PHP - - By Fredric Mitchell

Easy Wins For More Performant PHP

Introduction

Making your website more performant can require a lot of layers. From setting up a reverse-proxy cache with Varnish to configuring a group of load balancers, there are many well-documented options.

What if you're just starting out? What if you have a smaller application? Are there things you can do now that will make difference?

This article will explore easy wins for more performant PHP you can implement either as standard practices for your development team or principles you can retrofit for an existing application.

At Minimum, Upgrade to PHP 5.4

As of this article, the latest version of PHP is currently 5.5.5. If you have the appropriate control over your server environment, you should consider using this version. While 5.5 introduces a lot of new concepts, the security updates it provides should be something to seriously consider.

If PHP 5.5.5 isn't an option, you MUST minimally begin with PHP 5.4. PHP 5.3 is not only almost 4 years old, it is slower and uses more memory than PHP 5.4.

Running Drupal? 7% faster on PHP 5.4 while using almost 50% less memory.

Autoload

Autoloading involves including classes in files that are used throughout your application without having to manually reference the file paths. Better performance is achieved by only loading the files when the classes are instantiated.

We can use Composer to achieve this result.

Composer has been covered in past articles for dependency management. For autoloading, you can simply add the location of the classes in your composer.json file. The only configuration option is the file mapping mechanism dictated by key in the JSON array.

For example, if you have classes in a src folder in PSR-0 format:

{
    "autoload": {
        "psr-0": { "": "src/" }
    }
}

If you had classes spread throughout a resources and library folder, the format is a little different:

{
    "autoload": {
        "classmap": ["resources/", "library/", "Something.php"]
    }
}

Be aware, however, that while this reduces the need to use require or include_once, performance may suffer if attempting to load a large number of files.

You can, however, mitigate this if you use an accelerator or opcode cache.

An alternative autoloader to also explore is the Symfony2 Classloader component, a technique covered in an earlier article.

Reduce Memory Usage in Code

There are certain techniques when using operators, loops, or variable assignment that use less memory and can possibly make your entire application more performant.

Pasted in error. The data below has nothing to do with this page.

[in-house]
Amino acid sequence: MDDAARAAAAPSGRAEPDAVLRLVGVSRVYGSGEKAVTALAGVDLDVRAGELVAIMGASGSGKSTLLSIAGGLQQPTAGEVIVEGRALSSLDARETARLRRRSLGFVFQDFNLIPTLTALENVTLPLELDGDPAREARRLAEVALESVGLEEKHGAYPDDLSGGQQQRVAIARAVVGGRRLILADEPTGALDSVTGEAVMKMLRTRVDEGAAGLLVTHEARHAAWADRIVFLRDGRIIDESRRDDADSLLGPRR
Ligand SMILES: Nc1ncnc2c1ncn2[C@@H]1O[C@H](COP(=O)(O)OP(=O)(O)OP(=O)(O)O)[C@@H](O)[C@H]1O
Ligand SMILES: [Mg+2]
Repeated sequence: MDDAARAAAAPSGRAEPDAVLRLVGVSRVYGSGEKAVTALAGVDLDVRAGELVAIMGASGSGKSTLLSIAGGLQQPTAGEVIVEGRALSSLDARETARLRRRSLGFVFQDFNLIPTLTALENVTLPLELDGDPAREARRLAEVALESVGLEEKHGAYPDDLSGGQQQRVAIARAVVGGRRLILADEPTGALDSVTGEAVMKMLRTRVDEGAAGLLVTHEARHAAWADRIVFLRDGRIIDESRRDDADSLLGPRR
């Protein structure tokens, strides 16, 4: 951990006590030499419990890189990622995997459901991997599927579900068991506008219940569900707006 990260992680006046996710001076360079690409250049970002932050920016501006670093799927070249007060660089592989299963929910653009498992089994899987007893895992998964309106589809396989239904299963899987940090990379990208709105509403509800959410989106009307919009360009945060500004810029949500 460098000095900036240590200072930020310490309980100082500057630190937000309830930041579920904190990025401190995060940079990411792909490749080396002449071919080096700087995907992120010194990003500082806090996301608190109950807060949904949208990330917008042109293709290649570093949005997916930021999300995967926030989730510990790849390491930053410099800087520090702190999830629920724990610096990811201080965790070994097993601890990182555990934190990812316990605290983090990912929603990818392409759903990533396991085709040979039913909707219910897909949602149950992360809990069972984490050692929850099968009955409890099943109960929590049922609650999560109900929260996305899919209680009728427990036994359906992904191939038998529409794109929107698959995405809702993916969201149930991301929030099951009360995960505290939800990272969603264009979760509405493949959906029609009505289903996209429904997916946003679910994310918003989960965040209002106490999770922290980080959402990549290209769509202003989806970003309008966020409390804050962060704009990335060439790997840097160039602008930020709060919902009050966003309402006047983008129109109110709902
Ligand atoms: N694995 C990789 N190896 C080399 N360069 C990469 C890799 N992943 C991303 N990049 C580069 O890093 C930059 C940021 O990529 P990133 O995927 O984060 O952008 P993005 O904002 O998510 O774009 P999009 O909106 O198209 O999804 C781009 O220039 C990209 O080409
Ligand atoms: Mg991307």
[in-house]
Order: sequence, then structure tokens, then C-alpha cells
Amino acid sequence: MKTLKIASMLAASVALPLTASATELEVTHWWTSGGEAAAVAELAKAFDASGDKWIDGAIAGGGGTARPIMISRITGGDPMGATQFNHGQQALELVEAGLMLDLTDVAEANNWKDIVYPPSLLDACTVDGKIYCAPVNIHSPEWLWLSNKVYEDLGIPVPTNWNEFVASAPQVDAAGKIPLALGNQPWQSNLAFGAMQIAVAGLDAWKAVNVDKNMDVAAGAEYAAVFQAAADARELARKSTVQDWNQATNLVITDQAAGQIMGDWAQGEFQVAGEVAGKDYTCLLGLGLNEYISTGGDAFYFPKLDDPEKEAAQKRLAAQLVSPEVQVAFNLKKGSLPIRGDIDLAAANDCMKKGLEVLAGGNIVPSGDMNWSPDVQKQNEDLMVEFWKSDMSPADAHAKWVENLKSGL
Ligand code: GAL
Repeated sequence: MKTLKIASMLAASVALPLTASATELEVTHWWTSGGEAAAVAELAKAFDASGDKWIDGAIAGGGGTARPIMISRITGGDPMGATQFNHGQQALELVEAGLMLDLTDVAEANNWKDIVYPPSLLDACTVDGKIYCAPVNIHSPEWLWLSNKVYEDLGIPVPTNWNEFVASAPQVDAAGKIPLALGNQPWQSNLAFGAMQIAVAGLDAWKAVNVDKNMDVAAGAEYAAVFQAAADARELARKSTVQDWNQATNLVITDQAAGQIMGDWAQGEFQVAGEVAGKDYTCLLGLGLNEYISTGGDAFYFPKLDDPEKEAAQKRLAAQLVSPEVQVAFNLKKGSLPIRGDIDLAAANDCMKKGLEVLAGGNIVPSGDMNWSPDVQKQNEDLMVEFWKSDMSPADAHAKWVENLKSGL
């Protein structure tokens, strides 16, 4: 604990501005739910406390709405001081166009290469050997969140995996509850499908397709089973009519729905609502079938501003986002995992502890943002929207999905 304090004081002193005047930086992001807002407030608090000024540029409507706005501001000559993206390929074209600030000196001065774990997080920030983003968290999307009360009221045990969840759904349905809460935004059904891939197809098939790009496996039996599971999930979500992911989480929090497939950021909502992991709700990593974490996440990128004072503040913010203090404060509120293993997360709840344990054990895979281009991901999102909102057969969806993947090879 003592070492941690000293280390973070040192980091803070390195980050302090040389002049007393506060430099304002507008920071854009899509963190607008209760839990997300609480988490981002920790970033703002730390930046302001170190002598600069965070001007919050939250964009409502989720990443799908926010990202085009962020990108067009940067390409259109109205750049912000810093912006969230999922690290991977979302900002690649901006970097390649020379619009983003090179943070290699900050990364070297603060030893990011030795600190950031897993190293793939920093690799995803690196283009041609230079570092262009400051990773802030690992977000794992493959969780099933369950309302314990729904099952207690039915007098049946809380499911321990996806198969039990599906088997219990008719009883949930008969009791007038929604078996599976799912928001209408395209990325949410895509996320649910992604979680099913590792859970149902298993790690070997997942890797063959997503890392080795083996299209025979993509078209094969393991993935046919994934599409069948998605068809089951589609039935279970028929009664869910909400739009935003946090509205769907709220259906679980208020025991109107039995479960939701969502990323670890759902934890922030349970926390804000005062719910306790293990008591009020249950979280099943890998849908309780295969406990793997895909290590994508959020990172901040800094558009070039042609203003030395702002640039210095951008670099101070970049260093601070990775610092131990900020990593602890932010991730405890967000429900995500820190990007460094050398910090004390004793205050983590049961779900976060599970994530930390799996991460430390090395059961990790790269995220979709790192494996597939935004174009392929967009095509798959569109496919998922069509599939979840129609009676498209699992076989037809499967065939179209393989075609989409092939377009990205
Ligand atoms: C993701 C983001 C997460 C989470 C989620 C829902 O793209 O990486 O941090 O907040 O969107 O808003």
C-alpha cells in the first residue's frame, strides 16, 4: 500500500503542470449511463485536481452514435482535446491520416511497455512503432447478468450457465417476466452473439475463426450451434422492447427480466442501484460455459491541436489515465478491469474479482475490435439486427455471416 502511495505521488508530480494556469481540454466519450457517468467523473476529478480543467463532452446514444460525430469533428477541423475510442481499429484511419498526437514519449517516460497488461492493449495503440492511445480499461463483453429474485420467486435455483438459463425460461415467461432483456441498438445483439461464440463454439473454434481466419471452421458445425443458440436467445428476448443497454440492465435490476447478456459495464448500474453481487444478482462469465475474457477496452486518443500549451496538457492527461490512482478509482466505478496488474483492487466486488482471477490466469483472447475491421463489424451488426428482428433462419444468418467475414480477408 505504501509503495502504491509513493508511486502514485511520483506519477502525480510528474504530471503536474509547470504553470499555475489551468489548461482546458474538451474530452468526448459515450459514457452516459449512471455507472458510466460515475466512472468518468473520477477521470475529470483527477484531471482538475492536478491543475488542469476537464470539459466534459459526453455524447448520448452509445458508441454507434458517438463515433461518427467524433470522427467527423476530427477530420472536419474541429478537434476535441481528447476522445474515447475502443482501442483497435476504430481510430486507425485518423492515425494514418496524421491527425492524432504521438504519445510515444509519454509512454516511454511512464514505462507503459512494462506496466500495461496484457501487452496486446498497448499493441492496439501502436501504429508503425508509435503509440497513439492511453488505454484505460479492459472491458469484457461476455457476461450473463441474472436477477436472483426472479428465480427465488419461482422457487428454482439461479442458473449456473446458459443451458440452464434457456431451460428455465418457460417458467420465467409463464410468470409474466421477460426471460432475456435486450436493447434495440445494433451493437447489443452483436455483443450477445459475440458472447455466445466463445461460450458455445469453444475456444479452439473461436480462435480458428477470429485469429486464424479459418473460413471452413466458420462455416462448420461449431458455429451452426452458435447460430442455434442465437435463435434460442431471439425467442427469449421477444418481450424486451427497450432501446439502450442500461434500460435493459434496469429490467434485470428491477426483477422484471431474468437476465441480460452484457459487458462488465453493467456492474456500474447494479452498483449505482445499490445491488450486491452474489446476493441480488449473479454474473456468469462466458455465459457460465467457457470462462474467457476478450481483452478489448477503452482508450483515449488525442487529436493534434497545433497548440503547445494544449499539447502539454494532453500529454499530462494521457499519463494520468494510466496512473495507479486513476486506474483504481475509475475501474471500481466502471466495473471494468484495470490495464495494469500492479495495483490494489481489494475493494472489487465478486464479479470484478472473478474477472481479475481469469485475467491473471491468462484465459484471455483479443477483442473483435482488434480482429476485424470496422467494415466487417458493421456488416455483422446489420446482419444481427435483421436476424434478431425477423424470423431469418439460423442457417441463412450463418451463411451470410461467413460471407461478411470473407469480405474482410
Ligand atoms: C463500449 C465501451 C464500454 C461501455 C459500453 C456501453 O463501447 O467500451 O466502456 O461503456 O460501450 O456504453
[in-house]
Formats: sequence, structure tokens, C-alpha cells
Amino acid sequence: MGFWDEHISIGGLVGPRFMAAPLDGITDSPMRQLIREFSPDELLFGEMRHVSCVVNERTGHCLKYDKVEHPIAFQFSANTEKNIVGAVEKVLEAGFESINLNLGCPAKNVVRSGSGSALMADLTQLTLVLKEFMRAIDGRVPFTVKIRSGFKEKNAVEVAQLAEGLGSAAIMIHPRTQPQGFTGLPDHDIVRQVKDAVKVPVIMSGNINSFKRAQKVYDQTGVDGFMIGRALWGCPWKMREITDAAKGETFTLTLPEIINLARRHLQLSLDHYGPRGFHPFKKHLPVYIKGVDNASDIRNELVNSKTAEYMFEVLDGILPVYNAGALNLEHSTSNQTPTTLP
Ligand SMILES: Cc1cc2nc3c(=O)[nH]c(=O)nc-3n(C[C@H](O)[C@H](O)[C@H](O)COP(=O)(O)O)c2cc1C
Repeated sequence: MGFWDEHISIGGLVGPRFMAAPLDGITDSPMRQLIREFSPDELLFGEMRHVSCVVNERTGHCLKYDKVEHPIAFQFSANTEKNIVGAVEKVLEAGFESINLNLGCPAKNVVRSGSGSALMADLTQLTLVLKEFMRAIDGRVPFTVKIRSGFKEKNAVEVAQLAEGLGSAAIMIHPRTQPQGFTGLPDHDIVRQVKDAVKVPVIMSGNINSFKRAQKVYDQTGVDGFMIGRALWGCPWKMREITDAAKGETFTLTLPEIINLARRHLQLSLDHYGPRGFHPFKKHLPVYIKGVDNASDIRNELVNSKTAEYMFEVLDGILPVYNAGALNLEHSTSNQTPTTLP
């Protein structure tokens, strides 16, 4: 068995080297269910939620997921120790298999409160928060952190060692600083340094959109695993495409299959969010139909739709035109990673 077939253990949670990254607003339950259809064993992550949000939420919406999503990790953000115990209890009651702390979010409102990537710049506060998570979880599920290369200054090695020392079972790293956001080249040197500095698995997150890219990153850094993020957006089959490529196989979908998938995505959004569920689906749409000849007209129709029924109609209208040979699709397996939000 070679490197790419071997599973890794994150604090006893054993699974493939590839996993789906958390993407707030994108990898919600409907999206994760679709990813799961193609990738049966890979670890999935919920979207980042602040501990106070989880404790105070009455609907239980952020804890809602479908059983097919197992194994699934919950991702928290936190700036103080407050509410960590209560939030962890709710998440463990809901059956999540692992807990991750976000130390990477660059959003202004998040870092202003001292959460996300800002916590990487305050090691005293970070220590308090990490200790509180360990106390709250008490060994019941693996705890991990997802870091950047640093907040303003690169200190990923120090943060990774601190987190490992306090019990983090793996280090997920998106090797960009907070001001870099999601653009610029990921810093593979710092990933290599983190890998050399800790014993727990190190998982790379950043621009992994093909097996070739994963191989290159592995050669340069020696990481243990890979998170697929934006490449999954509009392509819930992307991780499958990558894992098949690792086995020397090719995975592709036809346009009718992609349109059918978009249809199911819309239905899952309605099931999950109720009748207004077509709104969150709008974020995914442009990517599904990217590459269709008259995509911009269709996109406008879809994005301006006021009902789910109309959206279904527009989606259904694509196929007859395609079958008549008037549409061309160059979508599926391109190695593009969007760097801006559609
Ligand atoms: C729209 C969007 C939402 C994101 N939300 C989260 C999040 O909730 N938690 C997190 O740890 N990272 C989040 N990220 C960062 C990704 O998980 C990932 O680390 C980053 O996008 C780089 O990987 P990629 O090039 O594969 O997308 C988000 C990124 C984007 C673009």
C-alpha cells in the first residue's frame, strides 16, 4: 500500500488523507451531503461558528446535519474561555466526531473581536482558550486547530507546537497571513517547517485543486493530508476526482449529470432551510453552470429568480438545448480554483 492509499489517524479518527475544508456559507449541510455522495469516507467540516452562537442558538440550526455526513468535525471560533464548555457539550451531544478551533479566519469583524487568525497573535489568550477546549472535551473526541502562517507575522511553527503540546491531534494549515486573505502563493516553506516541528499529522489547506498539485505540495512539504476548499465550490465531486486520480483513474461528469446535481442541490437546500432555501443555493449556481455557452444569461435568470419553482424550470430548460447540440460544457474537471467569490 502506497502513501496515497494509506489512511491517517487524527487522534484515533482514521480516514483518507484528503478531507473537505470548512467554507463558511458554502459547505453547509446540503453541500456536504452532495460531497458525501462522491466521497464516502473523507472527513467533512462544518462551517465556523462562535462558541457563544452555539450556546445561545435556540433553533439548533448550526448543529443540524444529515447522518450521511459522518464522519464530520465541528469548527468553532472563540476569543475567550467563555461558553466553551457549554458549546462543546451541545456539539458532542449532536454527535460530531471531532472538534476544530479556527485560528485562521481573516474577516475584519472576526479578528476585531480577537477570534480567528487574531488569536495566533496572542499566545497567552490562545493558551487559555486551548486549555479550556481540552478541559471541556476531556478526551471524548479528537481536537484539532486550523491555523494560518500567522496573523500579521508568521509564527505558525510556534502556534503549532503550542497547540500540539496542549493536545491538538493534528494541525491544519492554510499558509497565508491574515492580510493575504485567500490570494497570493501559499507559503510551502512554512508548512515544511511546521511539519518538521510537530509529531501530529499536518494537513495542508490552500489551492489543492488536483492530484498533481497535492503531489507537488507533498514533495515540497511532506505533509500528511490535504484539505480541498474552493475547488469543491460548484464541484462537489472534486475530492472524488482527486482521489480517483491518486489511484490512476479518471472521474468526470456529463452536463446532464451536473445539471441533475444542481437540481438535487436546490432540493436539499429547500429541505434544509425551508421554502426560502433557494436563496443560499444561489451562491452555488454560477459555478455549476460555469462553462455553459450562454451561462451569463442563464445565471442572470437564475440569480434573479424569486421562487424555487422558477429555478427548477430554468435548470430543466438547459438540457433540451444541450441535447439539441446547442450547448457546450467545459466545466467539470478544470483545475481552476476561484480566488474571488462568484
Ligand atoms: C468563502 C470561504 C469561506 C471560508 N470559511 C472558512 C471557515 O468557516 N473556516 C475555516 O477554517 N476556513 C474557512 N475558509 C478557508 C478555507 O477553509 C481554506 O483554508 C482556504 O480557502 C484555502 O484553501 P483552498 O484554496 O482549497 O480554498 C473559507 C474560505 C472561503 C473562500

If appropriate, make object properties public to avoid unnecessary methods as this uses less memory in execution:

class A {
    public $foo;
    public function setFoo($bar) { $this->foo = $bar; }
    public function getFoo() { return $this->foo; }
}

$bat = new A();

// Slower
$bat->setFoo('baz');
$baz = $bat->getFoo();

// Faster
$bat->foo = 'baz';
$baz = $bat->foo;

Define the size of loops before iteration:

// Slower
for ($i = 0; $i < count($j); $i++)

// Faster
$count = count($j);
for ($i = 0; $i < $count; $i++)

Use the language construct isset() before any operation:

// Check for existence and type of variable
if (isset($foo) && is_array($foo)) { return $bar; }

Edit: The usage of isset() has been edited to correct an incorrect recommendation. The previous code sample was based off of my misunderstanding of a benchmark on  http://phpbench.com.

These techniques are a partial listing of recommendations by Google and documented with benchmarks. They obviously depend on the size of your data values and the complexity of your code, but instituting good habits at the beginning yield less headaches in the future.

Profile

Objective measurements of how well your masterpiece runs provides valuable insight and reduces subjective distractions. Profiling your code is very easy, but does require compiling an extension in your PHP runtime.

You can use the XDebug extension or the Advanced PHP Debugger (APD) extension to profile your code. Simply update your php.ini or add an INI file for your extension with the appropriate configuration options:

An example XDebug ini configuration for OSX w/ brew:

[xdebug]
zend_extension="/usr/local/Cellar/php54-xdebug/2.2.3/xdebug.so"   
xdebug.profiler_enable=1   
xdebug.profiler_output_dir="/tmp"

Learn about what functions or processes take the most time and adjust accordingly.

For a more robust profiling and monitoring experience, you can also consider installing tools from AppDynamics which, when installed as a server daemon and PHP extension, allow for in-depth analysis of your complex and large applications. This is a great option for optimizing legacy code.

OpCode Caching

Last, but not least, is the tried and true favorite of executing code from memory. This is performant because it reduces the need to read the code from disk and compile it.

As of PHP 5.5 (another reason to update), OpCache, an open-source caching project from Zend, is included by default.

For earlier versions, you simply need to install ZendOpCache via PECL.

An example ZendOpCache ini configuration on OSX w/ brew:

[opcache]
zend_extension="/usr/local/Cellar/php54-opcache/7.0.2/opcache.so"   
zend_optimizerplus.memory_consumption=128   
zend_optimizerplus.interned_strings_buffer=8   
zend_optimizerplus.max_accelerated_files=4000   
zend_optimizerplus.revalidate_freq=60   
zend_optimizerplus.fast_shutdown=1   
zend_optimizerplus.enable_cli=1   
zend_optimizerplus.enable_file_override=1   
apc.cache_by_default = false

Summary

Hopefully the above techniques give you a starting point for making your PHP applications faster. Whether you're refactoring your code to be more compatible with PHP 5.5 or simply making your loops use less memory, there are many easy wins that you can implement right now. Don't wait!


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